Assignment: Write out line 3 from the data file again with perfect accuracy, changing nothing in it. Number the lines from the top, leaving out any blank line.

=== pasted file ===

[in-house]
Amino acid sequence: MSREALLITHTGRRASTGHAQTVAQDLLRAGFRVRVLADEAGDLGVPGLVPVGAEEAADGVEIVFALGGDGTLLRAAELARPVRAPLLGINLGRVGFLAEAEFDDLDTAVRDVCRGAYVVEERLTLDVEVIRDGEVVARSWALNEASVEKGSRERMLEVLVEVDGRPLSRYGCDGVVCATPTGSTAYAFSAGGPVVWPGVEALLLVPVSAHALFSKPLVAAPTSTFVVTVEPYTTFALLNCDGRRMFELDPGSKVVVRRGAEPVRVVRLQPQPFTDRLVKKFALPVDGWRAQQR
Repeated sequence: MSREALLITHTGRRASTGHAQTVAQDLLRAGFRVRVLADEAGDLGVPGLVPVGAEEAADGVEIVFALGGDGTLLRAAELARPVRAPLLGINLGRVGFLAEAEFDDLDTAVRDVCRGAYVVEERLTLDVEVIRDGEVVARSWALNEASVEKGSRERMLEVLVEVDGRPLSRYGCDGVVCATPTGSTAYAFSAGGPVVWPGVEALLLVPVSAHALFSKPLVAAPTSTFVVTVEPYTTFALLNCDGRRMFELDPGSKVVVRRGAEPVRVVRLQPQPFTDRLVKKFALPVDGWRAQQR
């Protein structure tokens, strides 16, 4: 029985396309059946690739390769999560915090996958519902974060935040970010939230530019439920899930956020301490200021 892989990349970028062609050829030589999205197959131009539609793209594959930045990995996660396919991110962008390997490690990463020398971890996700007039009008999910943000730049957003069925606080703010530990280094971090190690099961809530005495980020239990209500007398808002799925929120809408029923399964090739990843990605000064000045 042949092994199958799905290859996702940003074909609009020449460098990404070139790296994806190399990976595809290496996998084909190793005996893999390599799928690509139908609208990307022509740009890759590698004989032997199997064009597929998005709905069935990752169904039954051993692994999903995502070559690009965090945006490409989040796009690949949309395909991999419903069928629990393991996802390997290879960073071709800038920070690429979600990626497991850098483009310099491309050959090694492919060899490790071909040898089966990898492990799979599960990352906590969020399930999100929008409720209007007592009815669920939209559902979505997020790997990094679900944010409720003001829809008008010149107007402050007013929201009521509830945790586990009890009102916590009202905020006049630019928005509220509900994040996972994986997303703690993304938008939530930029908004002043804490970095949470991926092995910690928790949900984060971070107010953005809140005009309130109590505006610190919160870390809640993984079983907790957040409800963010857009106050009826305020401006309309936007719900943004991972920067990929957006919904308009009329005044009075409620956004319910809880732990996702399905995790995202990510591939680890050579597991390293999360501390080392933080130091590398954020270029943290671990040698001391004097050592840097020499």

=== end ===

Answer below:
Repeated sequence: MSREALLITHTGRRASTGHAQTVAQDLLRAGFRVRVLADEAGDLGVPGLVPVGAEEAADGVEIVFALGGDGTLLRAAELARPVRAPLLGINLGRVGFLAEAEFDDLDTAVRDVCRGAYVVEERLTLDVEVIRDGEVVARSWALNEASVEKGSRERMLEVLVEVDGRPLSRYGCDGVVCATPTGSTAYAFSAGGPVVWPGVEALLLVPVSAHALFSKPLVAAPTSTFVVTVEPYTTFALLNCDGRRMFELDPGSKVVVRRGAEPVRVVRLQPQPFTDRLVKKFALPVDGWRAQQR